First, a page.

- Rengasamy S, Eimer B, and Shaffer R. Simple respiratory protection-evaluation of the filtration performance of cloth masks and common fabric materials against 20-1000 nm size particlesexternal icon, Ann Occup Hyg. 2010;54(7):789-98.
“Sew” there you have it. Expert opinion is that as a last resort you may use inadequately tested cloth masks if it is all you have. I am grateful for all those sewists out there responding to medical center calls to supply them with cotton and elastic homemade masks, and sending out the patterns to do so. Field medicine.
CDC also says “The filters used in modern surgical masks and respirators are considered “fibrous” in nature—constructed from flat, nonwoven mats of fine fibers” If this is true then would nonwoven interfacing improve the homemade masks?
Credible sources often disagree on technicalities. Sometimes this includes classification of research design. Some argue that there are only 2 categories of research design:
- True experiments. True experiments have 3 elements: 1) randomization to groups, 2) a control group and an 3) intervention; and
- Non-experiments. Non-experiments may have 1 to none of those 3 elements.
Fundamentally, I agree with the above. But what about designs that include an intervention and a control group, but Not randomization?
Those may be called quasi-experiments; the most often performed quasi-experiment is pre/post testing of a single group. The control group are subjects at baseline and the experimental group are the same subjects after they receive a treatment or intervention. That means the control group is a within-subjects control group (as opposed to between-group control). Quasi-experiments can be used to answer cause-and-effect hypothesis when an experiment may not be feasible or ethical.
One might even argue that a strength of pre/post, quasi-experiments is that we do Not have to Assume that control and experimental groups are equivalent–an assumption we would make about the subjects randomized (randomly assigned) to a control or experimental group. Instead the control and experimental are exactly equivalent because they are the same persons (barring maturation of subjects and similar threats to validity that are also true of experiments).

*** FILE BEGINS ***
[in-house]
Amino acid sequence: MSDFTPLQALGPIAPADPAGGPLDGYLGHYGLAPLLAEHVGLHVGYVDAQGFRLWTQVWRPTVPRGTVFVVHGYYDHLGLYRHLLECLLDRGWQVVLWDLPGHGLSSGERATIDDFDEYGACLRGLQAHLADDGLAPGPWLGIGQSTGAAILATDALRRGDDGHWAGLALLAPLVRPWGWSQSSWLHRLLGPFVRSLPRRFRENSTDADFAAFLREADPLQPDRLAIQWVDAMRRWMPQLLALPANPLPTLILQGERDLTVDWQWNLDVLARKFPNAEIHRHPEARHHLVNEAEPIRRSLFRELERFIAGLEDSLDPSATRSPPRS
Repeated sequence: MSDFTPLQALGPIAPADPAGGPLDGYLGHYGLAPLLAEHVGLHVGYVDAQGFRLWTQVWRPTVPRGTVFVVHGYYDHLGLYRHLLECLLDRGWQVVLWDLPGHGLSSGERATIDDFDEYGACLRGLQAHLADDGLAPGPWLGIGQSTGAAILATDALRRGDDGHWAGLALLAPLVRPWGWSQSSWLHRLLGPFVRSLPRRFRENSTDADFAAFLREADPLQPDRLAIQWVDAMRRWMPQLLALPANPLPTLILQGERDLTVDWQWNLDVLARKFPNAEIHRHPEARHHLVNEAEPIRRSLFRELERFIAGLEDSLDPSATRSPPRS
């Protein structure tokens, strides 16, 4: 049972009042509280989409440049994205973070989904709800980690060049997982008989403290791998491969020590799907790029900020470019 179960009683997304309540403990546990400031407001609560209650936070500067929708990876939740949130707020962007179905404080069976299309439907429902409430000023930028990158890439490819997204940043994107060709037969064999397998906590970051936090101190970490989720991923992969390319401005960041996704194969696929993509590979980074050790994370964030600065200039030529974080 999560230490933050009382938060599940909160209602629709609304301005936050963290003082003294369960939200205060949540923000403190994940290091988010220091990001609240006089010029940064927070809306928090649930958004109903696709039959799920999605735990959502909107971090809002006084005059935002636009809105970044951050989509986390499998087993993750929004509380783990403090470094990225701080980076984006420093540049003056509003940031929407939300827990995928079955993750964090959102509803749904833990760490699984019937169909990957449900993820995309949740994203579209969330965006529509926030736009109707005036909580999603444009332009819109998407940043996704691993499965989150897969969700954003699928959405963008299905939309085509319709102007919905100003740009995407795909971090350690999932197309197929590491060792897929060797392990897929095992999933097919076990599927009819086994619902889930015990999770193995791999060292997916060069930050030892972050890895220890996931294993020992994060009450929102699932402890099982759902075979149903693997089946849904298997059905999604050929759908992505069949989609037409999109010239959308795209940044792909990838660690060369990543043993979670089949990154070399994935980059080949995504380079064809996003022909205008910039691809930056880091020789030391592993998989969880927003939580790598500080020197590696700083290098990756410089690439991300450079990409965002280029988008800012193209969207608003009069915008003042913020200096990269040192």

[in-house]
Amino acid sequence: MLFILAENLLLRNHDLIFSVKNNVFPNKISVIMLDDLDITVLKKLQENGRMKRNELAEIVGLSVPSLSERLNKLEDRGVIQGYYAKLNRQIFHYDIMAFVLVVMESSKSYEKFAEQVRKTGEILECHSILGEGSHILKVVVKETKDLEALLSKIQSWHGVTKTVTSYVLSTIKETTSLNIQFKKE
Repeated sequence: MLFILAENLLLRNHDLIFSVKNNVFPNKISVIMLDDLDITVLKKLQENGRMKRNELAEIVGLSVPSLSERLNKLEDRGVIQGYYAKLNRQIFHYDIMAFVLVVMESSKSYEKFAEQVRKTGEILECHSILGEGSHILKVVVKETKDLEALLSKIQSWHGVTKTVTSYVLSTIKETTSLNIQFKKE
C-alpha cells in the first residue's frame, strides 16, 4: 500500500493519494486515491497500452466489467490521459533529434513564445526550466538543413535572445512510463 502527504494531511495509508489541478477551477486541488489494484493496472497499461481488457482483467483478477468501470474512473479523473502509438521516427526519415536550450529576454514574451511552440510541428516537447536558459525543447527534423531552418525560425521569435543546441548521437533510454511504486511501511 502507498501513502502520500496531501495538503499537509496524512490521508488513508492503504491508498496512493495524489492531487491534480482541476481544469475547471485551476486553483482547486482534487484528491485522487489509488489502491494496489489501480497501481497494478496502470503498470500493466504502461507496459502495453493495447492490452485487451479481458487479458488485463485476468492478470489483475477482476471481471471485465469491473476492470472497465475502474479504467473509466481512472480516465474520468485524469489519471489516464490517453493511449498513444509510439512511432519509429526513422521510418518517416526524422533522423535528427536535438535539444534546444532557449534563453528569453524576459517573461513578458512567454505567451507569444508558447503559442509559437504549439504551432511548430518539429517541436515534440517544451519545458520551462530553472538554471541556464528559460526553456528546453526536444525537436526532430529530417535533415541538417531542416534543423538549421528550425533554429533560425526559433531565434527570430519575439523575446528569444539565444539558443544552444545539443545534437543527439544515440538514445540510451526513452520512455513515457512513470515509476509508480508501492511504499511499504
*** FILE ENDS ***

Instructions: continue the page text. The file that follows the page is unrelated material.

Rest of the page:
I think using the term quasi-experiments makes it clear that persons in the study receive an intervention. Adding “pre/post” means that the
researcher is using a single group as their own controls. I prefer to use the term non-experimental to mean a) descriptive studies (ones that just describe the situation) and b) correlation studies (ones without an intervention that look for whether one factor is related to another).
What do you think? 2? or 3?
Enrolled in an MSN….and wondering what to do for an evidence-based clinical project?
Recently a former student contacted me about that very question. Part of my response to her is below:
“One good place to start if you are flexible on your topic is to look through Cochrane Reviews, Joanna Briggs Institute, AHRQ Clinical Practice Guidelines, or similar for very strong evidence on a particular topic and then work to move that into practice in some way. (e.g., right now I’m involved in a project on using evidence of a Cochrane review on the benefits of music listening–not therapy–in improving patient outcomes like pain, mood, & opioid use).
Once you narrow the topic it will get easier. Also, you can apply only the best evidence you have, so if there isn’t much research or other evidence about the topic you might have to tackle the problem from a different angle” or pick an area where there IS enough evidence to apply.